"It's almost a little funny," he says with a half-crooked smile.
Walking out of his office in the center of the square, Baker extends his arm eastward and points out the building where he began his work 38 years ago. He had just finished his bachelor's degree in business management at Delta State University, having married his high school sweetheart from Clarksdale, Cathy Willis, on New Year's Eve, 1976. "Doc" and Joe Ann Ward, Cathy's uncle and aunt, had opened Briarwood Animal Hospital on Canton Mart Road in the early 1960s. By the time Baker arrived in 1977, he says that "Doc and his guys" had transformed the six acres surrounding the hospital into a small and vibrant shopping center.
The animal hospital, The Book Rack and Briarwood Package Store--now Briarwood Wine and Spirits--were there "since the concrete was poured," and Briarwood Enterprises began in 1966, with the Pet Shop, Briarwood Yard and Garden Center, and Briarwood Shop for Men coming along over the next decade.
Ward kept the books for all those businesses. Although Baker was initially tasked with running both the garden center and men's clothing store, his green thumb and hands-on proclivities led them to "get out of the men's business forever," he says. So he spent the next 15 years managing the garden center and helping Doc and his men develop Canton Mart Square into the 26-store, 80,000-square-foot retail property it is today.
As Home Depot, Lowe's and Walmart came to the area, with their all-inclusive yard-and-garden offerings, Baker says it hurt Briarwood Yard and Garden, which was a small-scale retail center selling plants, chemicals and supplies for locals. So in the early 1990s, the company leased the building to Latitudes Furniture, and Baker moved into his current role as property manager of Canton Mart Square.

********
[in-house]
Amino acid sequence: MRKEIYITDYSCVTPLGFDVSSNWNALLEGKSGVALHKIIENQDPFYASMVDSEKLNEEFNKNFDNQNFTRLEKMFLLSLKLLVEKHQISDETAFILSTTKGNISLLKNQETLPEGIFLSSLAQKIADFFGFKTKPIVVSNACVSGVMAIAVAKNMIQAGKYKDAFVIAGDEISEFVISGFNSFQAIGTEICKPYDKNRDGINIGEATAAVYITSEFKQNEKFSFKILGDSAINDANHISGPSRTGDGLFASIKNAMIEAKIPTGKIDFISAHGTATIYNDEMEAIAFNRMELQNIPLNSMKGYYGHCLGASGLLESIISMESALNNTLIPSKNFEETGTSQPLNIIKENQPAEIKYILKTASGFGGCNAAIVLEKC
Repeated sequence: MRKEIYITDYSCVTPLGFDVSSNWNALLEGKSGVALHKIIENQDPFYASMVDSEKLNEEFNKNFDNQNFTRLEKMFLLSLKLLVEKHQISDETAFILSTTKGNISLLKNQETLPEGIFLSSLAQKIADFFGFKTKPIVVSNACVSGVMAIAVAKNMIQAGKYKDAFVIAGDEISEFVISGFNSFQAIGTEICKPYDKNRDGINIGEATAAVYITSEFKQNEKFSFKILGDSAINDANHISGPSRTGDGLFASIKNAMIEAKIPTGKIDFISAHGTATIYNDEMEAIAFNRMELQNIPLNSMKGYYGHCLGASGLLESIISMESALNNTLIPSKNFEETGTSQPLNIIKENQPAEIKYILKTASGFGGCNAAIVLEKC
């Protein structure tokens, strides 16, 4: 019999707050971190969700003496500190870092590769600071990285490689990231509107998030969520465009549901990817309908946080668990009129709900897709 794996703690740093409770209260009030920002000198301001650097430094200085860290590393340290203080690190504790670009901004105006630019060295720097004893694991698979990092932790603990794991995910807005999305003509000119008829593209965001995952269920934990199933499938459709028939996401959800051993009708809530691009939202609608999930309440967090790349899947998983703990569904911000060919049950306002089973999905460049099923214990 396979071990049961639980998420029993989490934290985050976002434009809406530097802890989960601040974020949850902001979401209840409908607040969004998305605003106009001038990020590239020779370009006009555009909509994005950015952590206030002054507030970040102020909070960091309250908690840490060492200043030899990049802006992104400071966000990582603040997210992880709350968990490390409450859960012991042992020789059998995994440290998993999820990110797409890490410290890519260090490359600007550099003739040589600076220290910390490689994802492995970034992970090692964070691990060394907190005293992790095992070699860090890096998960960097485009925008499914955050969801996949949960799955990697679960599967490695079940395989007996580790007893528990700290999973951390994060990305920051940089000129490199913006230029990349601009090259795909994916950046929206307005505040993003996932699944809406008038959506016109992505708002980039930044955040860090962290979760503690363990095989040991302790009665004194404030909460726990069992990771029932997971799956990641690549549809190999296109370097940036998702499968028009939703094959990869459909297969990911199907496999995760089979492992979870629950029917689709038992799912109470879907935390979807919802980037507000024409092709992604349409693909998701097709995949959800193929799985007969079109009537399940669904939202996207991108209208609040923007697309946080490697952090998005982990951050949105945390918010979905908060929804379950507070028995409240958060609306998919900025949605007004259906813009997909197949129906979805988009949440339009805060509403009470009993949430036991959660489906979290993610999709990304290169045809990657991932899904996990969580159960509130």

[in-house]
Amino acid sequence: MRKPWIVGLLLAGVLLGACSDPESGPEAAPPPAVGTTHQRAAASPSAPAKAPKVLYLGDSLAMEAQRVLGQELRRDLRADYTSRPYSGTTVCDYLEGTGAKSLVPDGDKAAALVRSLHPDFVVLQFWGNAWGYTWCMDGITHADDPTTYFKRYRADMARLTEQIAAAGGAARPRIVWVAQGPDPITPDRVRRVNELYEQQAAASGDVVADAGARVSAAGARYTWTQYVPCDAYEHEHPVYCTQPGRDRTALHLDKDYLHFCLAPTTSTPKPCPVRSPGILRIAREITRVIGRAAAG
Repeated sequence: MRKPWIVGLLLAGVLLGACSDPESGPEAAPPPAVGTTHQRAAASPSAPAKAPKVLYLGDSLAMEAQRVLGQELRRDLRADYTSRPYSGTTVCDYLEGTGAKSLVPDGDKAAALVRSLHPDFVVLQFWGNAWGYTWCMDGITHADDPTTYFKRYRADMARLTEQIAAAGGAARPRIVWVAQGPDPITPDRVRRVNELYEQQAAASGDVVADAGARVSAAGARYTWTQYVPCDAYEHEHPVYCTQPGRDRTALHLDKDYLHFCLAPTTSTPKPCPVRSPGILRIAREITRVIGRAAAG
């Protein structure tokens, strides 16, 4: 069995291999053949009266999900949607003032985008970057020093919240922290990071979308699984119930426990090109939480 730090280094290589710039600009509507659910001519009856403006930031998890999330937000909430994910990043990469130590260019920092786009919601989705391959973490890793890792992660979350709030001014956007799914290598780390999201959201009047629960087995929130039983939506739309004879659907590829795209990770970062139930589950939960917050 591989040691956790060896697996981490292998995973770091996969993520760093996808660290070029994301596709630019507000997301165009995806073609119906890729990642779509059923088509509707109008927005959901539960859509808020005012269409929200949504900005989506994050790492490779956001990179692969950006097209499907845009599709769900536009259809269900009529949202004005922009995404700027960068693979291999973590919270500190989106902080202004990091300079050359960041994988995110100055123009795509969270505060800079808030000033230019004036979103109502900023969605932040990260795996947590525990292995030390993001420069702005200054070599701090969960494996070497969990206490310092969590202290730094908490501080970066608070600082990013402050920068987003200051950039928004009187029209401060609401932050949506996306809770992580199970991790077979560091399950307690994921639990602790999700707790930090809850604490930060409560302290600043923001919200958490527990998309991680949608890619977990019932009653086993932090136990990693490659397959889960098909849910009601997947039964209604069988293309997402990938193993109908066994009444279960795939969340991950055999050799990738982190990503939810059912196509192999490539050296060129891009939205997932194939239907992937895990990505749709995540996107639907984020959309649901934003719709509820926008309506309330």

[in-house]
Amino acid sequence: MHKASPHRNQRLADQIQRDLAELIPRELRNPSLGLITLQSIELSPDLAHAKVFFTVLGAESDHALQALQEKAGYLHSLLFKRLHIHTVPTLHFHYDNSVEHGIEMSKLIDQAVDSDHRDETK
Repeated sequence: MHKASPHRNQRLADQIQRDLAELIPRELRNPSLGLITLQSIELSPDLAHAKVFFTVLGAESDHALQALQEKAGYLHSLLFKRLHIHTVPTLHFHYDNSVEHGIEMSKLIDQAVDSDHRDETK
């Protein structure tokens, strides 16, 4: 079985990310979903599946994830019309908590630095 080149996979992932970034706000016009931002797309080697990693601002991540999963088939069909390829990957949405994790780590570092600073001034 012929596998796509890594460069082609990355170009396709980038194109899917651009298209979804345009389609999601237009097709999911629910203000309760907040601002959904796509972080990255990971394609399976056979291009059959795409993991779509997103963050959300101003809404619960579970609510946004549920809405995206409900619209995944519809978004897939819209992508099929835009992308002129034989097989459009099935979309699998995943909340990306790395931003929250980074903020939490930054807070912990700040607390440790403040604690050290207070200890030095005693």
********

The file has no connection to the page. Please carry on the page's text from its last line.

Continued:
Baker's humble demeanor leads him to eschew all formal titles. "I'm not a landlord, I'm just Steve," he says.
At some point, however, Baker says he promoted himself from "nominated deputy to U.S. Marshall of our little territory," a more austere title than those that current tenants give him, seeming to prefer "the kindest man you'll ever meet," "an ever-present worker-bee," "Mr. Fix It" and "Canton Mart Square's Santa Claus."
The Ward and Baker clan lost Doc in 1998 to a tragic car accident. Joe Ann Ward, who lives in Ridgeland with Baker and his wife, Cathy, owns the property and remains head honcho for Briarwood Enterprises LLC. Baker's oldest daughter, Stephanie Maley, now handles bookkeeping and business management.
"They pay the bills, and I handle the headaches," Baker likes to say.
With a background in interior design, Maley, now 33, left an architecture firm in 2011 to come and work for the family business full-time, which has allowed Ward, 77, to ease up and enjoy the fruits of her and Doc's labor. Maley and her husband, Collin, have two kids, Brennan and Claylon. Baker and Cathy's second daughter, Joanna Keith, runs Red Bird Paper Company out of Hattiesburg, where she lives with her husband, Matthew, and two children, Elleigh and Carson. As the Ward and Baker clan look forward to their 50th year at Canton Mark Square in 2016, Baker and Maley both refer to their four little ones as the "fourth generation" of future Briarwood Enterprises management.
A Safe Haven for Smart, Local Business
While Baker is definitely the point person for the day-to-day operations of the square, its tenants and the customers, he is quick to point out that he is just one lucky man in a network of hardworking, smart and successful women. "When I makes business decisions of some consequence," Baker says, "I run it by Ms. Joe Ann, Cathy, Stephanie and Joanna, out of courtesy for the Wards, but also because I depend on their insight and practical wisdom."
The square's reliance on the wisdom of women doesn't end there. Women own and run 16 out of the 25 stores in operation. Baker says the predominance of women-led businesses is not by design. "It's just what happened naturally, but we're blessed for it," he says. Intentional or not, Baker is well aware that maintaining a family-friendly, boutique-style shopping center with a strong female presence is good for business.
It speaks to the square's success that its turnover rate is low, but when a space does become available, the company doesn't advertise it.